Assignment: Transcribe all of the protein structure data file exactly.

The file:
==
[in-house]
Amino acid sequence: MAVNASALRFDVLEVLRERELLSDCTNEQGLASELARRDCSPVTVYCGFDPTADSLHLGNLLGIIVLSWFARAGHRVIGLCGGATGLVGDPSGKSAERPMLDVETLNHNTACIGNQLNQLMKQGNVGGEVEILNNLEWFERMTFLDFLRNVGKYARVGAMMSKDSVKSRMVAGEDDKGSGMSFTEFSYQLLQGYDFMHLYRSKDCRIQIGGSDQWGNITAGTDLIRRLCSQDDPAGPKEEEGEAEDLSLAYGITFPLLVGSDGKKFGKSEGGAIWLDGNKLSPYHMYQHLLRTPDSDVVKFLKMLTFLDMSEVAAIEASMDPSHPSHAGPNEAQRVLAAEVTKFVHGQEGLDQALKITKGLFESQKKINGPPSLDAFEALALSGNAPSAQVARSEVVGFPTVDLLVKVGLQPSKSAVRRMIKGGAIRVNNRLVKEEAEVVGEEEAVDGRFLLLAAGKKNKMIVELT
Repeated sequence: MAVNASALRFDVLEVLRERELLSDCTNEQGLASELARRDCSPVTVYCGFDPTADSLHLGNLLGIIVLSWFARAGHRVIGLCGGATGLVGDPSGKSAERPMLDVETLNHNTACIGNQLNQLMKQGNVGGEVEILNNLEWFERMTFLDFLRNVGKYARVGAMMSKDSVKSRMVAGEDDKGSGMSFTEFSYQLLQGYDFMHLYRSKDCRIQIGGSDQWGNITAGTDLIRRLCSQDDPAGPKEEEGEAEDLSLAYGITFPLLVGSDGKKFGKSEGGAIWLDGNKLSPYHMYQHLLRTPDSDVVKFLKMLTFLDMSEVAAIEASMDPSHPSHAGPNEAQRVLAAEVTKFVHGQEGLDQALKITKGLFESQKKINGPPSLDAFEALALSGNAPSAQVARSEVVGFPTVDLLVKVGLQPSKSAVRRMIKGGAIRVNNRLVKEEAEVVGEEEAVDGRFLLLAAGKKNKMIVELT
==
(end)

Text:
[in-house]
Amino acid sequence: MAVNASALRFDVLEVLRERELLSDCTNEQGLASELARRDCSPVTVYCGFDPTADSLHLGNLLGIIVLSWFARAGHRVIGLCGGATGLVGDPSGKSAERPMLDVETLNHNTACIGNQLNQLMKQGNVGGEVEILNNLEWFERMTFLDFLRNVGKYARVGAMMSKDSVKSRMVAGEDDKGSGMSFTEFSYQLLQGYDFMHLYRSKDCRIQIGGSDQWGNITAGTDLIRRLCSQDDPAGPKEEEGEAEDLSLAYGITFPLLVGSDGKKFGKSEGGAIWLDGNKLSPYHMYQHLLRTPDSDVVKFLKMLTFLDMSEVAAIEASMDPSHPSHAGPNEAQRVLAAEVTKFVHGQEGLDQALKITKGLFESQKKINGPPSLDAFEALALSGNAPSAQVARSEVVGFPTVDLLVKVGLQPSKSAVRRMIKGGAIRVNNRLVKEEAEVVGEEEAVDGRFLLLAAGKKNKMIVELT
Repeated sequence: MAVNASALRFDVLEVLRERELLSDCTNEQGLASELARRDCSPVTVYCGFDPTADSLHLGNLLGIIVLSWFARAGHRVIGLCGGATGLVGDPSGKSAERPMLDVETLNHNTACIGNQLNQLMKQGNVGGEVEILNNLEWFERMTFLDFLRNVGKYARVGAMMSKDSVKSRMVAGEDDKGSGMSFTEFSYQLLQGYDFMHLYRSKDCRIQIGGSDQWGNITAGTDLIRRLCSQDDPAGPKEEEGEAEDLSLAYGITFPLLVGSDGKKFGKSEGGAIWLDGNKLSPYHMYQHLLRTPDSDVVKFLKMLTFLDMSEVAAIEASMDPSHPSHAGPNEAQRVLAAEVTKFVHGQEGLDQALKITKGLFESQKKINGPPSLDAFEALALSGNAPSAQVARSEVVGFPTVDLLVKVGLQPSKSAVRRMIKGGAIRVNNRLVKEEAEVVGEEEAVDGRFLLLAAGKKNKMIVELT